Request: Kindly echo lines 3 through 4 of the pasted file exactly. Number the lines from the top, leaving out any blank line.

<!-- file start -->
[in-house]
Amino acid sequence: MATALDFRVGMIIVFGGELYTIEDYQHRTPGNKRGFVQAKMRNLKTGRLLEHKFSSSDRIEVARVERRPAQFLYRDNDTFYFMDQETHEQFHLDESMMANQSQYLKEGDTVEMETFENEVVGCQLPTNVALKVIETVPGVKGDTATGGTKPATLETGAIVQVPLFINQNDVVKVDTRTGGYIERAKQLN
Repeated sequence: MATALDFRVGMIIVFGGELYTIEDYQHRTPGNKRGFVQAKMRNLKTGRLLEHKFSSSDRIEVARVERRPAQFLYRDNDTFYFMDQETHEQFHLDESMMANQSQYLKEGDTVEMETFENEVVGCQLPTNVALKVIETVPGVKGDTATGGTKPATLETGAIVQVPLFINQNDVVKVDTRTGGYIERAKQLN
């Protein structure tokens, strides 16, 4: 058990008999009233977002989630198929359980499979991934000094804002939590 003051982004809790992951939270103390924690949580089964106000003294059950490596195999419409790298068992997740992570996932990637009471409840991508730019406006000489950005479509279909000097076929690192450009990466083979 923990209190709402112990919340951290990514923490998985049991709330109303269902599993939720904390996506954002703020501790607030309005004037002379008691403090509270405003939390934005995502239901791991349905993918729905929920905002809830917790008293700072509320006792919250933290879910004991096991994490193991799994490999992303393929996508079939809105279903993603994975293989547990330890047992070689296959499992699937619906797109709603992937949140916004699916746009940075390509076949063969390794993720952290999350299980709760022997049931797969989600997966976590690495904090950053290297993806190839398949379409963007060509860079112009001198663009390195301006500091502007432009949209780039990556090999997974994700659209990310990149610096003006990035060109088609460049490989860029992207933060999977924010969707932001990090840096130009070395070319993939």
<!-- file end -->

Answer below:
Repeated sequence: MATALDFRVGMIIVFGGELYTIEDYQHRTPGNKRGFVQAKMRNLKTGRLLEHKFSSSDRIEVARVERRPAQFLYRDNDTFYFMDQETHEQFHLDESMMANQSQYLKEGDTVEMETFENEVVGCQLPTNVALKVIETVPGVKGDTATGGTKPATLETGAIVQVPLFINQNDVVKVDTRTGGYIERAKQLN
């Protein structure tokens, strides 16, 4: 058990008999009233977002989630198929359980499979991934000094804002939590 003051982004809790992951939270103390924690949580089964106000003294059950490596195999419409790298068992997740992570996932990637009471409840991508730019406006000489950005479509279909000097076929690192450009990466083979 923990209190709402112990919340951290990514923490998985049991709330109303269902599993939720904390996506954002703020501790607030309005004037002379008691403090509270405003939390934005995502239901791991349905993918729905929920905002809830917790008293700072509320006792919250933290879910004991096991994490193991799994490999992303393929996508079939809105279903993603994975293989547990330890047992070689296959499992699937619906797109709603992937949140916004699916746009940075390509076949063969390794993720952290999350299980709760022997049931797969989600997966976590690495904090950053290297993806190839398949379409963007060509860079112009001198663009390195301006500091502007432009949209780039990556090999997974994700659209990310990149610096003006990035060109088609460049490989860029992207933060999977924010969707932001990090840096130009070395070319993939």